There's a range of useful tools too, from email updates to let you know if anything's changed on the drive itself, to the rather useful ability to download torrent files. You can also view hardware statistics, such as how full the drive is, and its current temperature. It's ideally suited to a RAID setup, too, and this can be implemented quickly and easily.

Read the full Iomega's StorCenter ix2-200 review

Best network storage: 7,8 and verdict

7. Netgear's Stora MS2110

Netgear stora ms2110

We had high hopes for Netgear's NAS drive – after all, Netgear's home networking solutions have often trumped the competition in tests like these. However, we found ourselves sorely let down.

As soon as we connected the drive, all other computers on the network lost the ability to connect. It turned out that the drive had been completely locked down to the previous user, forcing us to do a complete hardware reset. That's not hugely unusual, but we're not sure why Netgear insists on you entering a software-style product key for something that's unlikely to ever leave your home or office.

Although the drive is hefty, the build quality is below par. The front panel – which clicks off to access the hard drives – sprang off in our hands. In fact, merely placing it on the floor caused the panel to flop open. Fortunately, the drives inside feel nicely secure, with a latch at the back to eject them.

Read the full Netgear's Stora MS2110 review

8. Synology DS411

Synology ds411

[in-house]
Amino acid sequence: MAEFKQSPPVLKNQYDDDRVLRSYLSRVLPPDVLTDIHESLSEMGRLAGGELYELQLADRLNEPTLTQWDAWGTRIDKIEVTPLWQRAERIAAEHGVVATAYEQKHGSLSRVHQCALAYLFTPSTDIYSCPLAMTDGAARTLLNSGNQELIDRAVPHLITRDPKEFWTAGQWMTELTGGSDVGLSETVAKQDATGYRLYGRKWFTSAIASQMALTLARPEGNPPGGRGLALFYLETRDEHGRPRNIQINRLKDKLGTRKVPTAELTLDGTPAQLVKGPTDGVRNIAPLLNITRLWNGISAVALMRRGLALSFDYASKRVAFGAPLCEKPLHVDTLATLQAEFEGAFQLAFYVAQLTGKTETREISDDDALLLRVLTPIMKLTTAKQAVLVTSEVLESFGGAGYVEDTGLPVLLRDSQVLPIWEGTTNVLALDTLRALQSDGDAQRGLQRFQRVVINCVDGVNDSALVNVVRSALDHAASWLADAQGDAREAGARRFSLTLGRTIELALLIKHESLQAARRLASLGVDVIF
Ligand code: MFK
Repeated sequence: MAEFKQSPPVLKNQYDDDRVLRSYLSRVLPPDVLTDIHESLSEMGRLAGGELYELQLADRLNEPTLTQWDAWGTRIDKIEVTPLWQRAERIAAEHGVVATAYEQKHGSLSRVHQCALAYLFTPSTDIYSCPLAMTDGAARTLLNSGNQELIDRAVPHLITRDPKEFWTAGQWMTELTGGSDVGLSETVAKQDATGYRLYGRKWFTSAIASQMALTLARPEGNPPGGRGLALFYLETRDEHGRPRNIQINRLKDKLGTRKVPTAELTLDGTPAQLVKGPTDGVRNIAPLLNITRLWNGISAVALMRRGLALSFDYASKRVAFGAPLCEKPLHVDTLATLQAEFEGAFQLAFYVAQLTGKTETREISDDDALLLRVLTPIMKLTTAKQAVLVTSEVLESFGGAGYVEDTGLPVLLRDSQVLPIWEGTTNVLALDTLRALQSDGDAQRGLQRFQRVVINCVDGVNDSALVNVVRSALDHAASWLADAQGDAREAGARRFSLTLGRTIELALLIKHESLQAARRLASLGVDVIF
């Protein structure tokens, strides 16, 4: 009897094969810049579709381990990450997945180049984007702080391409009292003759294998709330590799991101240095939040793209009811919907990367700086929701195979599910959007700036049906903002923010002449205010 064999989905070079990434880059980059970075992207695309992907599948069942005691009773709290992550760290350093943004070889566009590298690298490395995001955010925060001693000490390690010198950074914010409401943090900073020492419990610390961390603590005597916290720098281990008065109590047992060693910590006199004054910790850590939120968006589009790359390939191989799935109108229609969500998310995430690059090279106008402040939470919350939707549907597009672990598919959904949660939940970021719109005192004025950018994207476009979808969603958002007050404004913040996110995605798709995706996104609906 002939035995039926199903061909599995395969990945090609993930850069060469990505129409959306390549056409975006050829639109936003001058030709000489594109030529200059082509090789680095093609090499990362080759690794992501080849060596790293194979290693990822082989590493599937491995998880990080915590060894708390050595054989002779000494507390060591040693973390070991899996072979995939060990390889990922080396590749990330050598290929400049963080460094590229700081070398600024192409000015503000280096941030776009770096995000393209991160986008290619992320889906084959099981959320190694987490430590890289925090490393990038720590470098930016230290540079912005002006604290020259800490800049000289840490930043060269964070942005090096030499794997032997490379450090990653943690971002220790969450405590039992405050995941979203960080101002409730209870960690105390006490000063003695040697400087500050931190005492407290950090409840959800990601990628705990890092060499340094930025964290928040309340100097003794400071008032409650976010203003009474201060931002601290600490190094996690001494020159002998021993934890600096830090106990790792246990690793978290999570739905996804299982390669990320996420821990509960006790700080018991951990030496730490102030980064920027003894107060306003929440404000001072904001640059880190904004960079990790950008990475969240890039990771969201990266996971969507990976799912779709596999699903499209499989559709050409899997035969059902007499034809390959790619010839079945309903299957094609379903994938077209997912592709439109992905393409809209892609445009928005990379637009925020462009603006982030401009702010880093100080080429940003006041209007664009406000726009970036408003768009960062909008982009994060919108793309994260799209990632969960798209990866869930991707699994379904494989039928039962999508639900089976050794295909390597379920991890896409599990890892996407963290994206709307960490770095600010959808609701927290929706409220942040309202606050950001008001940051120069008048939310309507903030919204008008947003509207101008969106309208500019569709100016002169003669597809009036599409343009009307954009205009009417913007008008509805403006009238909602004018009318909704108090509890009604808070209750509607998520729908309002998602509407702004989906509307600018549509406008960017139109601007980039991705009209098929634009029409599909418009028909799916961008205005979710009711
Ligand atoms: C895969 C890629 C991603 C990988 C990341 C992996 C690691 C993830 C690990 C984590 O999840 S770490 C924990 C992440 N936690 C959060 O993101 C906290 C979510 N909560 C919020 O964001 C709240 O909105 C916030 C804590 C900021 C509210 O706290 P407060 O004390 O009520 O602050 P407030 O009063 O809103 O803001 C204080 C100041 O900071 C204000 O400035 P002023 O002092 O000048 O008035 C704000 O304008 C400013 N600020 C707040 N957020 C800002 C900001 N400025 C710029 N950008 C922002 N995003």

The DiskStation feels like it's stuck between being a consumer-friendly NAS drive and a rack-mounted server. It's supplied without any hard drives, and looks like a small PC, complete with thumbscrews at the back and an array of lights at the front.

Synology recommends certain drives for the product, which are formatted on insertion. This isn't an easy process, especially compared to the more user-friendly drives we've looked at.

Hard drives must be mounted and formatted with Synology's software, and then the NAS drive itself has to be configured via a small patch located on the CD. Then any folders you want on the drive need to be added manually. These all seem like features that would be automated on other NAS drives.

Read the full Synology DS411 review


This group test proved to be a perfect microcosm of the current state of the NAS market. On one hand you have devices that stick to the old ways of doing things – heaps of functionality, but with little thought of user-friendliness. The main culprits here are the Netgear ReadyNAS Ultra 4, the D-Link ShareCenter and the Synology DS411.

On the other side of the divide are the devices whose manufacturers have acknowledged that there is a growing market for centralised storage in the home, and have tailored their devices to offer easy to use interfaces for creating our very own personal clouds without a single network administrator in sight.

We believe that these devices that will excel in the future, when more homes are equipped with internet enabled devices like smart TVs, leaving the backwards-looking NAS devices in their wake.

Best NAS: Iomega StorCenter ix2-200 - £274

The StorCenter ix2-200 encapsulates everything we were looking for in a NAS device. Its advanced features are wrapped up in a user friendly package that's easy to set up and maintain. It isn't as fast as a professional NAS, but for the internet connected home, this is a great choice.

TechRadar stars

Best value NAS: Western Digital My Book Live - £147

It's not quite the cheapest NAS device on test here, but the Western Digital My Book Live wins the best value award because it has some great features, is reliable and is easy to use. If you want a relatively cheap NAS device that you can quickly set up and then just leave it to do its job without you having to check on it and tinker every now and then, go for this.

TechRadar stars


First published in PC Plus Issue 317. Read PC Plus on PC, Mac and iPad